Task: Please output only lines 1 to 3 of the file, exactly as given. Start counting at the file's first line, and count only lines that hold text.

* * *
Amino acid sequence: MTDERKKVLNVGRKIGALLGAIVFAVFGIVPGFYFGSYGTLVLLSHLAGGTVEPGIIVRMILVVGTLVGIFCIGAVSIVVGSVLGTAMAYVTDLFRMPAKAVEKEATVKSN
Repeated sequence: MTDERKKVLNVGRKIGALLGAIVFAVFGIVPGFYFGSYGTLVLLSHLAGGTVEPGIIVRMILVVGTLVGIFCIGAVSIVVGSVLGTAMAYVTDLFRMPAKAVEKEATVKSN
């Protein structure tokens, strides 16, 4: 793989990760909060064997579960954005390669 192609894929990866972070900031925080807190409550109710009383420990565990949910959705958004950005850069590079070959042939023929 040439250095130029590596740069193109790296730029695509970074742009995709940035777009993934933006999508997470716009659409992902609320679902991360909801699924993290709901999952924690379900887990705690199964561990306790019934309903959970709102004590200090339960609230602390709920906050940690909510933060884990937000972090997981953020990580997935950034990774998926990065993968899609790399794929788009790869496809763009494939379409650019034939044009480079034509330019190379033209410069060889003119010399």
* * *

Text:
Amino acid sequence: MTDERKKVLNVGRKIGALLGAIVFAVFGIVPGFYFGSYGTLVLLSHLAGGTVEPGIIVRMILVVGTLVGIFCIGAVSIVVGSVLGTAMAYVTDLFRMPAKAVEKEATVKSN
Repeated sequence: MTDERKKVLNVGRKIGALLGAIVFAVFGIVPGFYFGSYGTLVLLSHLAGGTVEPGIIVRMILVVGTLVGIFCIGAVSIVVGSVLGTAMAYVTDLFRMPAKAVEKEATVKSN
């Protein structure tokens, strides 16, 4: 793989990760909060064997579960954005390669 192609894929990866972070900031925080807190409550109710009383420990565990949910959705958004950005850069590079070959042939023929 040439250095130029590596740069193109790296730029695509970074742009995709940035777009993934933006999508997470716009659409992902609320679902991360909801699924993290709901999952924690379900887990705690199964561990306790019934309903959970709102004590200090339960609230602390709920906050940690909510933060884990937000972090997981953020990580997935950034990774998926990065993968899609790399794929788009790869496809763009494939379409650019034939044009480079034509330019190379033209410069060889003119010399």